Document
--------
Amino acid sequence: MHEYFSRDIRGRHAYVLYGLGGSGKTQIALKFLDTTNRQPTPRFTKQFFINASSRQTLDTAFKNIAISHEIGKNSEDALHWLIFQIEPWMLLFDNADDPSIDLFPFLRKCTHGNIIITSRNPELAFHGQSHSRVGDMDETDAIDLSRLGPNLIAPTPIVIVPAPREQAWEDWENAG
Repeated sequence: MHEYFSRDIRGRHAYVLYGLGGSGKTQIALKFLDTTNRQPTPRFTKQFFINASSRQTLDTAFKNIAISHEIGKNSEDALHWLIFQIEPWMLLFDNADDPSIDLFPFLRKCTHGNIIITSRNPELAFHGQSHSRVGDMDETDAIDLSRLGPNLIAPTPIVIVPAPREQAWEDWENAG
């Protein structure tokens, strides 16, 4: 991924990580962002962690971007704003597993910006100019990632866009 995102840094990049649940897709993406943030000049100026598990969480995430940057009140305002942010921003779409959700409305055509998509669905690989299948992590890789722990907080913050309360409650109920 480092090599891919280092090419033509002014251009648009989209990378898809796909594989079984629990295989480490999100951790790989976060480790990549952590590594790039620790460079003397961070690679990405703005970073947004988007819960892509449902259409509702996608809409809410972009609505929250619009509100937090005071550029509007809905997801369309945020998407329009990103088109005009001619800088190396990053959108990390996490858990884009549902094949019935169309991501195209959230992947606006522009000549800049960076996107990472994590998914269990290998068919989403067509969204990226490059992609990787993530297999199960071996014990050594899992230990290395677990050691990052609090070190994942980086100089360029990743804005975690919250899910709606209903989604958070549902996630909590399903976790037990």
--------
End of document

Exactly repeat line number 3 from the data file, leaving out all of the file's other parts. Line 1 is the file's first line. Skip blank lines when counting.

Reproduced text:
């Protein structure tokens, strides 16, 4: 991924990580962002962690971007704003597993910006100019990632866009 995102840094990049649940897709993406943030000049100026598990969480995430940057009140305002942010921003779409959700409305055509998509669905690989299948992590890789722990907080913050309360409650109920 480092090599891919280092090419033509002014251009648009989209990378898809796909594989079984629990295989480490999100951790790989976060480790990549952590590594790039620790460079003397961070690679990405703005970073947004988007819960892509449902259409509702996608809409809410972009609505929250619009509100937090005071550029509007809905997801369309945020998407329009990103088109005009001619800088190396990053959108990390996490858990884009549902094949019935169309991501195209959230992947606006522009000549800049960076996107990472994590998914269990290998068919989403067509969204990226490059992609990787993530297999199960071996014990050594899992230990290395677990050691990052609090070190994942980086100089360029990743804005975690919250899910709606209903989604958070549902996630909590399903976790037990």